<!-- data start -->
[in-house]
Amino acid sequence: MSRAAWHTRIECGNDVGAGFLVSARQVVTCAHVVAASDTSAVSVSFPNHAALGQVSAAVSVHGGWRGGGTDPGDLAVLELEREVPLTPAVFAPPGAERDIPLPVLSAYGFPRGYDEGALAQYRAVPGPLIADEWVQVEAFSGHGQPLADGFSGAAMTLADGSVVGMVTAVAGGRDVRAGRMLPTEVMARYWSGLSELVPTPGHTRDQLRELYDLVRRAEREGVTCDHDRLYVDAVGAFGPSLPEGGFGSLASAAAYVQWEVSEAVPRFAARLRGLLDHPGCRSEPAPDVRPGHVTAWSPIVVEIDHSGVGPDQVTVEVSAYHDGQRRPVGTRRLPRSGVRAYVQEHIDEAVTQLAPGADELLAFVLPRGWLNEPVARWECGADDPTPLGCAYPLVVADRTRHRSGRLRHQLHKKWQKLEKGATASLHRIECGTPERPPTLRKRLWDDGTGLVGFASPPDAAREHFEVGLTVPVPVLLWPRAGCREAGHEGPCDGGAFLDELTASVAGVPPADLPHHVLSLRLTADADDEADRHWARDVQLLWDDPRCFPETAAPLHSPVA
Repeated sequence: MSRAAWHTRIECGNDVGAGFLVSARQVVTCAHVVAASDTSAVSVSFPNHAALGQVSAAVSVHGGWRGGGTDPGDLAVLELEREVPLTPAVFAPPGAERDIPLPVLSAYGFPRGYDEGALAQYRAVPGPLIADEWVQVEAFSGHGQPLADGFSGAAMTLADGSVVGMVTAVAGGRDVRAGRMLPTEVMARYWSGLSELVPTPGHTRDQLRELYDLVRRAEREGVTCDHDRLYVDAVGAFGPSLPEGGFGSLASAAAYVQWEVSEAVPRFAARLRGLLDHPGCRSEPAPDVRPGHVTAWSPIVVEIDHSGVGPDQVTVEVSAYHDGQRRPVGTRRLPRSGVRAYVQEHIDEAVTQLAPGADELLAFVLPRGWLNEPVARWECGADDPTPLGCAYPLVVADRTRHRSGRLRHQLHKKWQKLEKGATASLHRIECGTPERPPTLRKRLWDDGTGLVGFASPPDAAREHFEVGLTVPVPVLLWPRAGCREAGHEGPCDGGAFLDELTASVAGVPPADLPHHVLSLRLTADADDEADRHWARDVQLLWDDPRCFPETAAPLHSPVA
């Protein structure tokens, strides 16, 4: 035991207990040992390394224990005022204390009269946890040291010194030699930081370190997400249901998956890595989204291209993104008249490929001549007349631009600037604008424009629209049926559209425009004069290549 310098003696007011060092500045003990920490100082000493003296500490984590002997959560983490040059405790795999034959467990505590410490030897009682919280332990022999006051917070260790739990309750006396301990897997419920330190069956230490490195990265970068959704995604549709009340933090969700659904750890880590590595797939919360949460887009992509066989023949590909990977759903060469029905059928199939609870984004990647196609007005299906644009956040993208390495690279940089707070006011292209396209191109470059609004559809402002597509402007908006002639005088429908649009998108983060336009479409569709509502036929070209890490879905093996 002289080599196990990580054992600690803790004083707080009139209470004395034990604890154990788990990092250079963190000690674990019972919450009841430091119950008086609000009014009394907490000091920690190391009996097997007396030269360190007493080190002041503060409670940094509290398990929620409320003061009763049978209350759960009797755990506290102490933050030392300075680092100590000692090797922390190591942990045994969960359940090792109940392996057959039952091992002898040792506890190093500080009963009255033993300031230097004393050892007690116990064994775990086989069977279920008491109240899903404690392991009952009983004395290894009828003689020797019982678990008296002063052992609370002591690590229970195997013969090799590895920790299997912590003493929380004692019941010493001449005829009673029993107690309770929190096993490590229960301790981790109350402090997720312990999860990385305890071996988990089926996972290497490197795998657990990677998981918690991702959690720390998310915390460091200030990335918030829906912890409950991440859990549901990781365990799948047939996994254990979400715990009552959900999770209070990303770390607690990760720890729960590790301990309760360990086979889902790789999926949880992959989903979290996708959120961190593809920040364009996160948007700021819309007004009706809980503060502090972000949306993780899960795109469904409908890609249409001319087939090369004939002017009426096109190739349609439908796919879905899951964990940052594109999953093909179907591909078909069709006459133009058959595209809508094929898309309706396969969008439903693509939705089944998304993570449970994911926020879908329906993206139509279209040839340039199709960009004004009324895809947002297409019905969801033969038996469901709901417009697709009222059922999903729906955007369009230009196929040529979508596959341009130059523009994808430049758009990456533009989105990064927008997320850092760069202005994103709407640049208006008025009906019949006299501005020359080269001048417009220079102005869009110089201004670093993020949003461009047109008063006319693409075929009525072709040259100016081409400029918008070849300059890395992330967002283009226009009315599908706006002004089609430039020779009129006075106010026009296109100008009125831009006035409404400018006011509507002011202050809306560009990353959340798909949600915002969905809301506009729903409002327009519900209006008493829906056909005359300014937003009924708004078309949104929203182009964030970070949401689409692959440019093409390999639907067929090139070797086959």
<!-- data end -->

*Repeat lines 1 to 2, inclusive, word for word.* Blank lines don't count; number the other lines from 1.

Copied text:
[in-house]
Amino acid sequence: MSRAAWHTRIECGNDVGAGFLVSARQVVTCAHVVAASDTSAVSVSFPNHAALGQVSAAVSVHGGWRGGGTDPGDLAVLELEREVPLTPAVFAPPGAERDIPLPVLSAYGFPRGYDEGALAQYRAVPGPLIADEWVQVEAFSGHGQPLADGFSGAAMTLADGSVVGMVTAVAGGRDVRAGRMLPTEVMARYWSGLSELVPTPGHTRDQLRELYDLVRRAEREGVTCDHDRLYVDAVGAFGPSLPEGGFGSLASAAAYVQWEVSEAVPRFAARLRGLLDHPGCRSEPAPDVRPGHVTAWSPIVVEIDHSGVGPDQVTVEVSAYHDGQRRPVGTRRLPRSGVRAYVQEHIDEAVTQLAPGADELLAFVLPRGWLNEPVARWECGADDPTPLGCAYPLVVADRTRHRSGRLRHQLHKKWQKLEKGATASLHRIECGTPERPPTLRKRLWDDGTGLVGFASPPDAAREHFEVGLTVPVPVLLWPRAGCREAGHEGPCDGGAFLDELTASVAGVPPADLPHHVLSLRLTADADDEADRHWARDVQLLWDDPRCFPETAAPLHSPVA